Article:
Connecticut Teacher - Spyware Trial

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Connecticut Teacher - Spyware Trial

Kevin R. Smith

For anyone not tracking this spyware story, you should be.

It's the tale of Julie Amero, 7th grade Connecticut substitute teacher.

Ms. Amero had taken charge of a language class (not even hers, mind you, but that of another teacher) and wanted to integrate, as teachers are supposed to do, technology into the classroom. Regrettably, when she did, the computer, probably infected by spyware of some kind, began displaying porn pics.

She tried to block students from seeing the screen and pictures; she tried to get help (none came).

What happened next will make your head spin: she found herself not just charged, but guilty, of four counts(!!) of "injury to a minor" or "impairing the morals of a child"!

Now I ask you, good reader, if you were using someone else's computer for the first time--even if you were literally an antivirus / anti-spyware programmer, how could you possibly know the computer was free of such malware?!

Answer: you can't. It's literally impossible.

In a school, business, or industry setting especially, one has reasonable expectations that the computers are in proper order and safe to use. If not and if everyone were responsible for running their own virus scans with each use, the world as we know it would grind to a screeching halt.

It would be akin to having to run your own diagnostic checks your own brakes, engine, and transmission before starting your car each day. For those of you familiar with running antivirus software, when you're running a scan manually, it takes--at a minimum--a few minutes for a scan to complete even for the best antivirus software on the market.

Imagine Ms. Amero had to say to her 7th graders, "OK, class. Everyone sit still in your seats for 10 minutes while Ms. Amero runs an antivirus check so we can use the Internet." We're joking, right?

That's not what the biscuitheads in Norwhich, Connecticut, would say. Oh, no. They fault Ms. Amero fully for the children being exposed to the pictures.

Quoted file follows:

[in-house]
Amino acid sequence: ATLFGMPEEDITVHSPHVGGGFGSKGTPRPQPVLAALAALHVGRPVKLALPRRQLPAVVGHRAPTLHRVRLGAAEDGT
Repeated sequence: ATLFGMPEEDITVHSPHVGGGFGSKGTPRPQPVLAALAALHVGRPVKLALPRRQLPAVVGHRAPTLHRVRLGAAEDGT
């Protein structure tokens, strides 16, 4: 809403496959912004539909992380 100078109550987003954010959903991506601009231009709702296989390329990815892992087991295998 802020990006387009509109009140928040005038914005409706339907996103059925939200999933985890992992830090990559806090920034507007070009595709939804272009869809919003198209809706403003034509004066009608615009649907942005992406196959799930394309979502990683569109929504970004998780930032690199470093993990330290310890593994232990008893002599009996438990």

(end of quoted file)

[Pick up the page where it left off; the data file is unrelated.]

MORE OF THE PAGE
Needless to say, charges should have never been brought.

  • If they were, they should have been dropped.
  • If they weren't dropped, it should have been tossed out by the judge.
  • If they weren't, the jury should have had sense to bounce the charges out themselves.
  • And, for that matter, the prosecution should have realized this was truly a case of someone being caught up in a dragnet that shouldn't have been.

    Sorry, kids, no dice. On all counts.

    Apparently, though, this is a something akin to a situation as portrayed in the Mel Brooks' movie "Spaceballs", when Dark Helmet, played by Rick Moranis, just about sums it up.

(Warning: what some consider "adult" language is shown in this clip. Local, state, and federal laws and such might just apply. This means don't watch it if you're not 18.)

That no one anywhere at these various checkpoints had the presence of mind to "just say no," is truly staggering to me. Staggering. What's most offensive of all to me perhaps is, as the writer puts it so well in Asia One, the source of this story,

"Ms. Amero appears to have been let down by the school. The computer had a program installed on it that was designed to filter out trash. But the license had not been renewed, so the filter had not been updated.

"The porn may have got through anyway. No filter is ever going to keep the bad guys out. But if you're going to install software like that you really need to make sure it's updated.

"I've seen enough of this to know how easy it is to get infected by this stuff, and how hard it is to get it off."

Wait just a cotton pickin' minute here, she's being blamed, and:

  1. The very software designed to block porn had been allowed to expire!?
  2. It's not even her classroom.
  3. She did her best to block the screen from the class.
  4. She called for help from the school and none came
  5. She wasn't an IT professional but a teacher

And she's still guilty?!?!

Please, please, please, someone is joking. right?

If your hair isn't already on end, let me add this little ditty about, Julie Amero in PCWorld.

Turns out

  1. Most of her expert witness' testimony was blocked
  2. her defense attorney failed to disclose the expert's findings to the prosecution pre-trial
  3. the judge disallowed a "A milk crate full of Microsoft documentation on how the Internet Explorer worked"
  4. Laptops to recreate the scene were disallowed because the judge refused to grant unrestricted access of the Internet to the defense

Calgon take me away. Someone stop this runaway train before someone gets really hurt here. Nope.

And, as the last insult to injury here (from the PCWorld story):

"He had come to the same conclusion that both I and the defense team did....The bottom line: If the state used the forensic examiner and not Lounsbury it would have been readily apparent that Julie was not surfing for porn."

Thanks, justice system for failing. Everyone involved at this point gets an F-

Thankfully, last summer after a new defense team took over and presented their evidence, the conviction was overturned.

What stinks about the whole thing most--aside from the travesty of justice along the way--is that it really means no matter how obscure something may be, it's now up to you to protect you computer (and in doing so yourself!): apparently true ignorance of something is no longer an acceptable defense.


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